A 3-year-old boy's screams alerted his mother that a fire had erupted in their first-floor apartment in the Bronx on Thursday night. The boy had been playing with the burners on the kitchen stove, New York City fire officials said Friday.
When the mother fled the burning apartment with the boy and his 2-year-old sibling, she made a fatal mistake -- she left the apartment door open.
The tragic result was the deaths of at least 12 people, including at least four children. (The New York City police put the number of children who died at four; the fire department said five children were killed).
It was the deadliest fire in New York City in more than 25 years.
The apartment's stairway acted "like a chimney" as the fire burst from the apartment, feeding the flames and allowing them to spread throughout the building, FDNY Commissioner Daniel Nigro said Friday.
The boy in the first-floor apartment had a history of playing with the stove burners, Nigro said. The fire commissioner reminded all New Yorkers of his department's frequent messages emphasizing the crucial step residents must take in the event of a fire.
"Close the door, close the door, close the door," Nigro said.
The fire commissioner said he's unsure whether all the smoke detectors were working in the building.
Records from a city housing agency show one of the apartments on the building's first floor reported defective carbon monoxide and smoke detectors months ago. It's unclear if those issues were resolved and whether they played any part in Thursday's fire.
Seven civilians and seven firefighters were injured in the fire, according to the fire department. Four injured civilians are in critical condition.
Desperate to escape
Fire vehicles surrounded the charred apartment building Friday morning. Lights from fire engines reflected on Christmas decorations that still hang around the neighborhood. An American flag floated in the frigid air at a school across the street from the building.
The fire started on the first floor and spread quickly, Nigro said earlier. The victims died on various floors of the apartment building.
The first call about the fire came at 6:51 p.m. ET Thursday, and the fire department responded within three minutes, Nigro said.
Radio traffic from fire officials responding to the blaze paint a desperate scene.
"Bunch of calls on this one, chief," one official said as units rushed to the Bronx.
"Baby trapped ... apartment 13 is on the third floor -- that's where the baby is."
Seconds later, the radio blared, "We've got people on the fire escape."
Witnesses also shared harrowing accounts of residents scrambling onto fire escapes to get away from the growing flames.
"People were on the fire escape trying to get down on their own," Kimberly Wilkins told CNN affiliate WCBS. "People were screaming."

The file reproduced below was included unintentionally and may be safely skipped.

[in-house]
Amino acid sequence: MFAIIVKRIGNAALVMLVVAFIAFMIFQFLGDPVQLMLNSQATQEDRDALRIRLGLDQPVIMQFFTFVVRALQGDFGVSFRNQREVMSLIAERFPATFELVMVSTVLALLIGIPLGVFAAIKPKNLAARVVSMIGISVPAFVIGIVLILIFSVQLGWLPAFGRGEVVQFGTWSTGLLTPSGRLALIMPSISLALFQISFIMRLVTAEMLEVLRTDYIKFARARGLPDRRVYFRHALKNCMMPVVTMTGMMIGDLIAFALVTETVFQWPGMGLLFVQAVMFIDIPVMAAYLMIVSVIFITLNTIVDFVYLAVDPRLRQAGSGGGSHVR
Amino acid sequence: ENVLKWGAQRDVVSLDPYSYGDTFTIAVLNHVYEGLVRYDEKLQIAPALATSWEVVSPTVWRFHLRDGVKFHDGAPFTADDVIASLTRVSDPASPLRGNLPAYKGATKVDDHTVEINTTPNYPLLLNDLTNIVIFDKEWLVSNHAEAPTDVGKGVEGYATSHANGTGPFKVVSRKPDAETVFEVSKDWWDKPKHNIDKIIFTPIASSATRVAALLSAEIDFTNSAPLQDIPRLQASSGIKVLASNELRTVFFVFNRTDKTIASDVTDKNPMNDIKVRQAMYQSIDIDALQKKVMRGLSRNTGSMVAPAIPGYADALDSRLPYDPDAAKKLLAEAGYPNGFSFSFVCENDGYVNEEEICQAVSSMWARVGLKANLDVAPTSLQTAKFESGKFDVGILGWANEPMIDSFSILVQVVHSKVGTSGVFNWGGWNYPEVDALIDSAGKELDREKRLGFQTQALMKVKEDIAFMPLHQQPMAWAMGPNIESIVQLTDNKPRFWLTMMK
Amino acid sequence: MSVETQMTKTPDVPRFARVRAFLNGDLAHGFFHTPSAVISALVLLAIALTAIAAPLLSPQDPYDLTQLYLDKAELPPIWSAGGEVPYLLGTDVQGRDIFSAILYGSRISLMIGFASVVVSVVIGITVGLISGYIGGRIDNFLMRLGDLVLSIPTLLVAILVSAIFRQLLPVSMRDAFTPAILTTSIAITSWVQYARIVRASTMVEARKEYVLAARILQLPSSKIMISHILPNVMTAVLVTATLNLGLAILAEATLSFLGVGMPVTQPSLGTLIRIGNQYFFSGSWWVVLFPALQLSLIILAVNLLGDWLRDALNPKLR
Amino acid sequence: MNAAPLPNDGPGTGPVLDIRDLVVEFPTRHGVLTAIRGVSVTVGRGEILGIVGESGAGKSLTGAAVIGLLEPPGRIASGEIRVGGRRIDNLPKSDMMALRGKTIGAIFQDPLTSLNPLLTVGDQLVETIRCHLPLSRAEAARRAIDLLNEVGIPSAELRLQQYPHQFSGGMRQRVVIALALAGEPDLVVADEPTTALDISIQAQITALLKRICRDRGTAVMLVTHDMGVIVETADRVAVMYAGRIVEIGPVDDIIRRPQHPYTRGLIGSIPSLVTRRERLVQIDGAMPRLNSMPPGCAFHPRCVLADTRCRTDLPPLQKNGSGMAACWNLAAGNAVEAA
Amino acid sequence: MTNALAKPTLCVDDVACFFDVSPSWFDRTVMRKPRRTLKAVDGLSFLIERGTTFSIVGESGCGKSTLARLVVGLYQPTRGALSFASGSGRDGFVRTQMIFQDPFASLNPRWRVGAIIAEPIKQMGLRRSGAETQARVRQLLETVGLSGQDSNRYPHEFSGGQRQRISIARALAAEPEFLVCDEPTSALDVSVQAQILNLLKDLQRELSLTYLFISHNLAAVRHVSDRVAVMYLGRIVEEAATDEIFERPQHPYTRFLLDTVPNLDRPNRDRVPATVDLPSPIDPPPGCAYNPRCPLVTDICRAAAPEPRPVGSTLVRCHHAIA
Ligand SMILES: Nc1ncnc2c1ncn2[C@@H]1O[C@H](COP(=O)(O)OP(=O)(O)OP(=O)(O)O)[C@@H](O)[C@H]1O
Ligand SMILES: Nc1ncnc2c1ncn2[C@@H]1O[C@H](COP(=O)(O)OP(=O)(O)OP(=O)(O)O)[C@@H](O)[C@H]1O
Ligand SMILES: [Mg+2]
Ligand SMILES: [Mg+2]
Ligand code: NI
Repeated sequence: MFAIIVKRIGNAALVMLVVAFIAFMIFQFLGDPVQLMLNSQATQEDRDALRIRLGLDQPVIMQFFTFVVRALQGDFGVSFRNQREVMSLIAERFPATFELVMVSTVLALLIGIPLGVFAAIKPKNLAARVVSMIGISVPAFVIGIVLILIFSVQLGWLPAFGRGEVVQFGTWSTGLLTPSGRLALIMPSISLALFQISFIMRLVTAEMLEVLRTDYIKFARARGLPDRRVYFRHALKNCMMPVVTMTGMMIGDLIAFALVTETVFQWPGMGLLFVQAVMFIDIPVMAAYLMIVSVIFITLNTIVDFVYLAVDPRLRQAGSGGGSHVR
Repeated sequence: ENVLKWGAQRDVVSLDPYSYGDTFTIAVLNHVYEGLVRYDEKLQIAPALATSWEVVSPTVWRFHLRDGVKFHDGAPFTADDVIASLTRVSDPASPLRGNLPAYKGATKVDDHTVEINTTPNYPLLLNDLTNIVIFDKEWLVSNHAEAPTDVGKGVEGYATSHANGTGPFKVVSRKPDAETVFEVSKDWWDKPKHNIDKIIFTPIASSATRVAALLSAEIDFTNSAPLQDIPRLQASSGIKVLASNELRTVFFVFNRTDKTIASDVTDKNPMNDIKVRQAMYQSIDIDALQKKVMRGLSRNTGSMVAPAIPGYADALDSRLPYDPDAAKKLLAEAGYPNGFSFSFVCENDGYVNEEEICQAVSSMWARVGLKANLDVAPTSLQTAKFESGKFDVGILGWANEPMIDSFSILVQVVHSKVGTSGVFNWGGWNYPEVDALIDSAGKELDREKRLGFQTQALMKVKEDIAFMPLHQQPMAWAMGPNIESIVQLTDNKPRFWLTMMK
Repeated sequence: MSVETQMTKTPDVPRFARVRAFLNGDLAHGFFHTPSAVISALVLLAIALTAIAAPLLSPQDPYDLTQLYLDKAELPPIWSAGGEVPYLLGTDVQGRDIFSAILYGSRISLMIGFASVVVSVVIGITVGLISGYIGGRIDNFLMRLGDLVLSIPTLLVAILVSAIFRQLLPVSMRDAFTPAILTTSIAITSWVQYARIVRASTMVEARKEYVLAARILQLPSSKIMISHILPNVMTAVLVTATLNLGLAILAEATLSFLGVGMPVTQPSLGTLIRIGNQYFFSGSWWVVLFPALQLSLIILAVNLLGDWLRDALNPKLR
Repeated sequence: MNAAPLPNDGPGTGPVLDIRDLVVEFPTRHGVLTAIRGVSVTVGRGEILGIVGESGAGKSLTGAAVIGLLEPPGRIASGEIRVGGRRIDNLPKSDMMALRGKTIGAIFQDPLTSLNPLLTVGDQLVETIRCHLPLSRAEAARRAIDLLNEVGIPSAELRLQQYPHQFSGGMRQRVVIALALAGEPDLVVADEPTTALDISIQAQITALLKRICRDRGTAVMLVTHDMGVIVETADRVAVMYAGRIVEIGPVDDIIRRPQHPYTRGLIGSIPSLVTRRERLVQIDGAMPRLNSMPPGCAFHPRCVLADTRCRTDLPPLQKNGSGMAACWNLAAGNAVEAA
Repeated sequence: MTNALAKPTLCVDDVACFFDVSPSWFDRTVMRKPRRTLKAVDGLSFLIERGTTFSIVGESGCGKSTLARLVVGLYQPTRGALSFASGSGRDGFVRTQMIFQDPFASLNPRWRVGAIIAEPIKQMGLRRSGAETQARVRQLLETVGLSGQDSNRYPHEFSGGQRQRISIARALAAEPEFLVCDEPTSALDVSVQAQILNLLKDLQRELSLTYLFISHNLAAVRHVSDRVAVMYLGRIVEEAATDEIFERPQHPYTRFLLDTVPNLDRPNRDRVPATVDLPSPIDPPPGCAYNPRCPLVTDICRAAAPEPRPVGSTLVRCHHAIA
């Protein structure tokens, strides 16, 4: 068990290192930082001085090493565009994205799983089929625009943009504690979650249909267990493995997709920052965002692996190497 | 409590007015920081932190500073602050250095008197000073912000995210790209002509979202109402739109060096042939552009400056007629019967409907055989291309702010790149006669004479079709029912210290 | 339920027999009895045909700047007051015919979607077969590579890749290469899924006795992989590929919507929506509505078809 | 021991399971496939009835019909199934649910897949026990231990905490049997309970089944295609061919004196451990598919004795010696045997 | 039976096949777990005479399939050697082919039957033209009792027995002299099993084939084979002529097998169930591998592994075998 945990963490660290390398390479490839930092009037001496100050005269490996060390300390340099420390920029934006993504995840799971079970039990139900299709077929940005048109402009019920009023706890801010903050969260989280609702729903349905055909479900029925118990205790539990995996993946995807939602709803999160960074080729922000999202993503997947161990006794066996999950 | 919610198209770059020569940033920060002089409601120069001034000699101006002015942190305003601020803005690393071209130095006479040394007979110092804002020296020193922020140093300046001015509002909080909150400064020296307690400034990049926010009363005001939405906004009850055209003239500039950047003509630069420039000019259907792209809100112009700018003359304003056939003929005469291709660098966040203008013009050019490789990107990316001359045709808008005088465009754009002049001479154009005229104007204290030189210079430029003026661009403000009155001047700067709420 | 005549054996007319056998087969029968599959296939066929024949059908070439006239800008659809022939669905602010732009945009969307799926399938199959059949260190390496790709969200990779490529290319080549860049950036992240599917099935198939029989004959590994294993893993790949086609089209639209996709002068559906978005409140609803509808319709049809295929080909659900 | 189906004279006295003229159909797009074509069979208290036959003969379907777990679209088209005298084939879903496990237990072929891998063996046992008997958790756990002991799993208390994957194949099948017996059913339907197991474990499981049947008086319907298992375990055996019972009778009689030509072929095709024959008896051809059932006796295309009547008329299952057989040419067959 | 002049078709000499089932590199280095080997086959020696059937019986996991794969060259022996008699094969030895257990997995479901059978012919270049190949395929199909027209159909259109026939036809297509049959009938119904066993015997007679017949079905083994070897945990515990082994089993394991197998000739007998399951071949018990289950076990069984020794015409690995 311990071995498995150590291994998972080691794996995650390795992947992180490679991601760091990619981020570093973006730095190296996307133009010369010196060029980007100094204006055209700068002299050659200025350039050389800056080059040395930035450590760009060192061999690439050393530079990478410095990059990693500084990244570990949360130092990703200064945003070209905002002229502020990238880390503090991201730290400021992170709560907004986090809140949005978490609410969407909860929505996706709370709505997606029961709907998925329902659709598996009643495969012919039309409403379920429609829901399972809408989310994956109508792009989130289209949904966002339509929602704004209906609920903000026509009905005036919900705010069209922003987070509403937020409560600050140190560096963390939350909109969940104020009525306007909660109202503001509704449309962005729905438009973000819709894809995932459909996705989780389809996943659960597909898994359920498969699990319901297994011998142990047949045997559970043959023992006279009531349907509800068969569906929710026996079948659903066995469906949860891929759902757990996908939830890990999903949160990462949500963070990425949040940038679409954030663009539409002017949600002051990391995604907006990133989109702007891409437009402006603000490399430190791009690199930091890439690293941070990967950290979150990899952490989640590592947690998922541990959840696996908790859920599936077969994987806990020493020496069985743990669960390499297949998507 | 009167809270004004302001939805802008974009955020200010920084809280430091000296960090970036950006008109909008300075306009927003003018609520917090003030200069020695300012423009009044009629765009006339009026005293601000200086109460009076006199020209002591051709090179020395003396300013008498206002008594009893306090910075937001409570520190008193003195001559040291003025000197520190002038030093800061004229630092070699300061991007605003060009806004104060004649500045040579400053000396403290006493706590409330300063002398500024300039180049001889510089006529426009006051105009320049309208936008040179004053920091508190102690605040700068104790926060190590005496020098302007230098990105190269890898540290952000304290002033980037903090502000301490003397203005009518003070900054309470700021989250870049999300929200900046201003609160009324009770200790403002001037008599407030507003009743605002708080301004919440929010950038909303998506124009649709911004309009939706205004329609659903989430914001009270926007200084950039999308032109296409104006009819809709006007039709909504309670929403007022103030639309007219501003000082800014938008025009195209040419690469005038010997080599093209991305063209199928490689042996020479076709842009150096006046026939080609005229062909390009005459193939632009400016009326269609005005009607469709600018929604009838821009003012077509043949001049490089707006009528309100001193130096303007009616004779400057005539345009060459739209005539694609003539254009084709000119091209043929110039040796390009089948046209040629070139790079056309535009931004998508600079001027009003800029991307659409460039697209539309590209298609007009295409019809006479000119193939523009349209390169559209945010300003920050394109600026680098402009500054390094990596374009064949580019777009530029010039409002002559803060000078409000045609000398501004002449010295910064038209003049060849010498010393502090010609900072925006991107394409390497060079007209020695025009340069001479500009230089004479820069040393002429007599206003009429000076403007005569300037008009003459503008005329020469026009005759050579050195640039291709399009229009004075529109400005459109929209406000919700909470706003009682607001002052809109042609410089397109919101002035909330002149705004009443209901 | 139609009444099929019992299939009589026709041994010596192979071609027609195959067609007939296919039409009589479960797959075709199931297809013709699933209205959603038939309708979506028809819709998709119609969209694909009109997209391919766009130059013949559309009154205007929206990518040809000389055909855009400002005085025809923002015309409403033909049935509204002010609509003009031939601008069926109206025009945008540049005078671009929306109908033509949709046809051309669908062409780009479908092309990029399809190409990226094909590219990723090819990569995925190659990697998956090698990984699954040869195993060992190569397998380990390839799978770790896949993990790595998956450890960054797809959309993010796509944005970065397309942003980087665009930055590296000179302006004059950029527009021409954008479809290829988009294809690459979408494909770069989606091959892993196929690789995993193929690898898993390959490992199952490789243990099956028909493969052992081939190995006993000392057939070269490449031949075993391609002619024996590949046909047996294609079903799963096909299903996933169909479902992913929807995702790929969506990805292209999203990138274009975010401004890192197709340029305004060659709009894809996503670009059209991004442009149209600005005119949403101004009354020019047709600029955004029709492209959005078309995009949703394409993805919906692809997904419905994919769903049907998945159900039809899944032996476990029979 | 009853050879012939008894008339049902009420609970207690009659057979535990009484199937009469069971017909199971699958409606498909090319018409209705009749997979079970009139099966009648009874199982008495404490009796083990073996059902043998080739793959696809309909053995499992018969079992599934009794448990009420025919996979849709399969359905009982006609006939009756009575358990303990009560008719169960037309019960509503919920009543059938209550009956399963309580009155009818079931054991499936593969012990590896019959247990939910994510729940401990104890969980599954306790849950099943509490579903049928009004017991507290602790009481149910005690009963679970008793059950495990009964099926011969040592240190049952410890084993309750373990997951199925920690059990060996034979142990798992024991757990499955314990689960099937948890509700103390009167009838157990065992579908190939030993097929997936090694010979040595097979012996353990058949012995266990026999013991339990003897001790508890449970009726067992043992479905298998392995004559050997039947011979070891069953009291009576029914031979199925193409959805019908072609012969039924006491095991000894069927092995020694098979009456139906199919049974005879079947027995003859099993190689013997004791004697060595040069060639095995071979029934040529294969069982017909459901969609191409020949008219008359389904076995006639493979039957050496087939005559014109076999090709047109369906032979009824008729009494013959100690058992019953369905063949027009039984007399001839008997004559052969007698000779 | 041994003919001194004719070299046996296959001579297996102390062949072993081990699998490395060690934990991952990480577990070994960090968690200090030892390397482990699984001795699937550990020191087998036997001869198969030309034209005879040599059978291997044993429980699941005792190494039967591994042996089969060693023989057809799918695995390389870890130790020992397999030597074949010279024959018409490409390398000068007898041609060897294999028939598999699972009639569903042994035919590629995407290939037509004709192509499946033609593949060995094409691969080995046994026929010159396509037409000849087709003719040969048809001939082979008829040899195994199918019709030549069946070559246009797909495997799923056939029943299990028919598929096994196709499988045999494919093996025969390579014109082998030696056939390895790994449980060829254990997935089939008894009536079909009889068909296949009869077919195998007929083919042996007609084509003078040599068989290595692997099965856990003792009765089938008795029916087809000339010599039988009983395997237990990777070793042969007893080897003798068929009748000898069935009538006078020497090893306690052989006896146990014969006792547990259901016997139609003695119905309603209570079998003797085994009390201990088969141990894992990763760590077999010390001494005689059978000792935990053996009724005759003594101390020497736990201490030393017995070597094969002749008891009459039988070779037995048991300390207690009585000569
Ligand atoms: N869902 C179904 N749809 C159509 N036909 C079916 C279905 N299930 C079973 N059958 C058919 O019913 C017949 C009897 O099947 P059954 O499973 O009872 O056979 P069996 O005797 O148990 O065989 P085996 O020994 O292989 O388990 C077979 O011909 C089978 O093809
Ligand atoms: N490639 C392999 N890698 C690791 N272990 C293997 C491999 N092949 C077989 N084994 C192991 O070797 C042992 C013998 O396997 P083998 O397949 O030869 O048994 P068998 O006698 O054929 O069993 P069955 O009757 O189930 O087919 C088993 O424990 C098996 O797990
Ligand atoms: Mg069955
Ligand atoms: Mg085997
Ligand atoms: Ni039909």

Rafael Gonzalez, another witness, said, "All I saw was just kids in the fire escape ... And the flames were still going."
Shocked residents and family members stood outside the building in frigid temperatures, waiting for news. A local school was opened to shelter those who were displaced by the fire.
Video from the scene showed one man dressed in shorts trying to help firefighters maneuver a victim on a stretcher away from the building.
A woman, who declined to share her full name with CNN affiliate WPIX, stood anxiously on the street as firefighters wheeled victims out. She said the last text she had gotten from her mother, who lives in the building, was that she was trapped in her third floor apartment.
The walk-up building contained 29 units, according to public property records. At least 12 people were rescued and are expected to survive, the mayor said Thursday night. By the time officials held a news conference around 10 p.m. ET, the fire had been put out and the building was being searched.
Thursday night's apartment fire in the Bronx is the deadliest since 1990, when 87 people died in a blaze at the Happy Land social club.
In 2007, 10 people -- nine of them children -- were killed in fire at a Bronx residence after a space heater cord overheated.
Friday morning Mayor de Blasio said the search for answers in Thursday night's fire is ongoing.
"This is a terrible tragedy in the middle of the holidays. When people are trying to be with their families and have a moment of peace finally and having something like this happen to people in the Bronx is just horrible," the myor told CNN Friday.
In addition to the reports of one apartment's faulty smoke and carbon monoxide detectors, the city received four complaints about the building, since 2004. None of those complaints appear to be fire-related. The latest complaint entered Thursday was from the FDNY requesting a structural stability inspection after the deadly, five-alarm fire.